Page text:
In the Gaza Strip, month-long camps are meant to give children a chance to play. However, one of camp's lessons is "be prepared," and here a first aid class deals with ways to treat a snake bite. Such lessons quickly move on to more likely emergencies - such as how to help a playmate hit by a bullet.
The Palestinian Authority is nominally in charge of the summer camps, but control is in the hands of those who fund and run them. Some have not necessarily been in the interests of children.
One camp run by the extremist Islamic Jihad group had one aim: to recruit suicide bombers. The camp was reportedly ordered to close shortly after CBS News visited, but the ideal lives on.
Children have been the cannon-fodder of the current uprising at a terrible and often unseen cost. "Sometimes the child is projecting an image of bravado, of macho, of heroism," explains Dr. Eyad Sarraj, Chairman, Gaza Community Mental Health Program. "But at night, he wets his bed."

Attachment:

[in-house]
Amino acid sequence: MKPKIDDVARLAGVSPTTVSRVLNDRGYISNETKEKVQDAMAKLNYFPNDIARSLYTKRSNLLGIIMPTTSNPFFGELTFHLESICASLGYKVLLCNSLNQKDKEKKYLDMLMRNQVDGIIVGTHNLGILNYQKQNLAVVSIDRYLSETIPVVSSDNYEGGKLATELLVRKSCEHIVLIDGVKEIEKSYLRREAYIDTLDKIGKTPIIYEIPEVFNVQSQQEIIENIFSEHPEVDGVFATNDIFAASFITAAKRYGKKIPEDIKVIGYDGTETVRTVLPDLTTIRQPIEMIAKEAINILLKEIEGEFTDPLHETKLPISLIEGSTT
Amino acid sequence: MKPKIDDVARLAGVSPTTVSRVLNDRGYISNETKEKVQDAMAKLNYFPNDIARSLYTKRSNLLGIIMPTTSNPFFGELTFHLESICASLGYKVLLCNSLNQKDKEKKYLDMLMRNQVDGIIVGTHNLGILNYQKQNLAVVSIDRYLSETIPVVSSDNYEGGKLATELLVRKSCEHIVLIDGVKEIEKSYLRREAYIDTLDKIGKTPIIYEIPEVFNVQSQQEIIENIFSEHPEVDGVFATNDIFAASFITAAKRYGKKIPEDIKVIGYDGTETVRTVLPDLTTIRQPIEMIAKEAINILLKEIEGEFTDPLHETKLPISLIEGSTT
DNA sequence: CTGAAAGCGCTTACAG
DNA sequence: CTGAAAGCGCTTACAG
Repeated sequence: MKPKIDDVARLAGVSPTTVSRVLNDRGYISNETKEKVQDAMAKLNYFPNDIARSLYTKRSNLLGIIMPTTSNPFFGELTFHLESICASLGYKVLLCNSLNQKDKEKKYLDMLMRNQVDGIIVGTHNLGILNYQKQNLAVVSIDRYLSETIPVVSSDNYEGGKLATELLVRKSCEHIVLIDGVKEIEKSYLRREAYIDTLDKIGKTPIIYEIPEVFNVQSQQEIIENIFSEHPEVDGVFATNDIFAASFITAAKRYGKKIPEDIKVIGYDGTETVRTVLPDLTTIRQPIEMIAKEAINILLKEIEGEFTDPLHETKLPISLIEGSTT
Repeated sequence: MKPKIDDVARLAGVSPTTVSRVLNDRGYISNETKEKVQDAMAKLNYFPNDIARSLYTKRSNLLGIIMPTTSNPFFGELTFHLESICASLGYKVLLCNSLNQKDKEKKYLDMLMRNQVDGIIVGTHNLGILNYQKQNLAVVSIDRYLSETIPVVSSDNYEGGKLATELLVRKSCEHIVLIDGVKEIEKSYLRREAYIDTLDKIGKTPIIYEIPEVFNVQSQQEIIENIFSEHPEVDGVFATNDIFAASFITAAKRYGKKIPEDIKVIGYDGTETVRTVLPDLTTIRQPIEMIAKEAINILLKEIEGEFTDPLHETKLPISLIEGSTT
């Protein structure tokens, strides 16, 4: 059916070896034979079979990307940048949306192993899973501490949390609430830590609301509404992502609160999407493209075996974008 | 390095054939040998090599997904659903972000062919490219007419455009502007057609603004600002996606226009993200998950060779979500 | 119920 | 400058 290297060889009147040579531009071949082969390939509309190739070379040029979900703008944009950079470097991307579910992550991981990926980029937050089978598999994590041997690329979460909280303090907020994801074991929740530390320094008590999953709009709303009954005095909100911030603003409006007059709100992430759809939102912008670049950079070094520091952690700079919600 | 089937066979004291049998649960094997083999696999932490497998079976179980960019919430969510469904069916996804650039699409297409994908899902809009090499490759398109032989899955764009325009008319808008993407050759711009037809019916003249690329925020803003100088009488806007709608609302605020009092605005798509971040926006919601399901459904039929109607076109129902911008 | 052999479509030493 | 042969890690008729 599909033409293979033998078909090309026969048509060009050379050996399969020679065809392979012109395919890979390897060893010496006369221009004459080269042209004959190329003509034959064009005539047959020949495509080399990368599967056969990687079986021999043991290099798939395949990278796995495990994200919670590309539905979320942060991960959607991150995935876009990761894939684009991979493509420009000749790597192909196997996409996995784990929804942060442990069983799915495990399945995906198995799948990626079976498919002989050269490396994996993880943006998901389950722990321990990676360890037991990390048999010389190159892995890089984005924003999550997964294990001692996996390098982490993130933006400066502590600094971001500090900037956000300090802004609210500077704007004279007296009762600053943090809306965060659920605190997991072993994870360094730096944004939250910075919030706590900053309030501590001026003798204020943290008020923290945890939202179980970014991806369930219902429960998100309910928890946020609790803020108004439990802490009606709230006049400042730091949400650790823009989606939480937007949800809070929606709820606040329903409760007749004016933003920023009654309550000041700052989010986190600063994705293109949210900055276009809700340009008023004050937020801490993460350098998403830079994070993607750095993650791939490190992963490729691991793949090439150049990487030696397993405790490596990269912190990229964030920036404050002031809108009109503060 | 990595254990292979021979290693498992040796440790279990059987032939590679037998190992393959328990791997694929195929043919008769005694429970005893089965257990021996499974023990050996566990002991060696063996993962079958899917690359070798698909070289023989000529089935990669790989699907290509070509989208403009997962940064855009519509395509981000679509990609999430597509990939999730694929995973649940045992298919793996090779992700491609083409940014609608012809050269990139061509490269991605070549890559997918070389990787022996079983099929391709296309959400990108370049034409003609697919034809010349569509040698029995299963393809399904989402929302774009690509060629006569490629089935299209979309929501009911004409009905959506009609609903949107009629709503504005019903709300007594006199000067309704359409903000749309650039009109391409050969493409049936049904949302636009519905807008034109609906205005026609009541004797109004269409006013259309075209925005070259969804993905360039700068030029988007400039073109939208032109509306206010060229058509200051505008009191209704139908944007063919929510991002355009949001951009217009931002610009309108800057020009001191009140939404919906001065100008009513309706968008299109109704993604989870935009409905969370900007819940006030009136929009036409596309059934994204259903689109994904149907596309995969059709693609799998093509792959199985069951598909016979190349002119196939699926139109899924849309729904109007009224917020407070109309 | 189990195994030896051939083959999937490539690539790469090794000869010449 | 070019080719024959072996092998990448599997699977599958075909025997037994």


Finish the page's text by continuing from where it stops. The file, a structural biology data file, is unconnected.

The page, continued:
The varying degrees of Islamic modesty on display are a clear indication that parents across the social spectrum here are desperately seeking ways to give their children a decent present, in part because their future often appears bleak.
Hassan Ali Moussa sends his children to camp because, "I don't know what to do. I don't even have for them to eat. How I can send them to the university or send them to the colleges or something like that."
And so the best the kids can get is time to play at camp, to learn the songs to sing at a wedding and prepare for the inevitable other side to life here.
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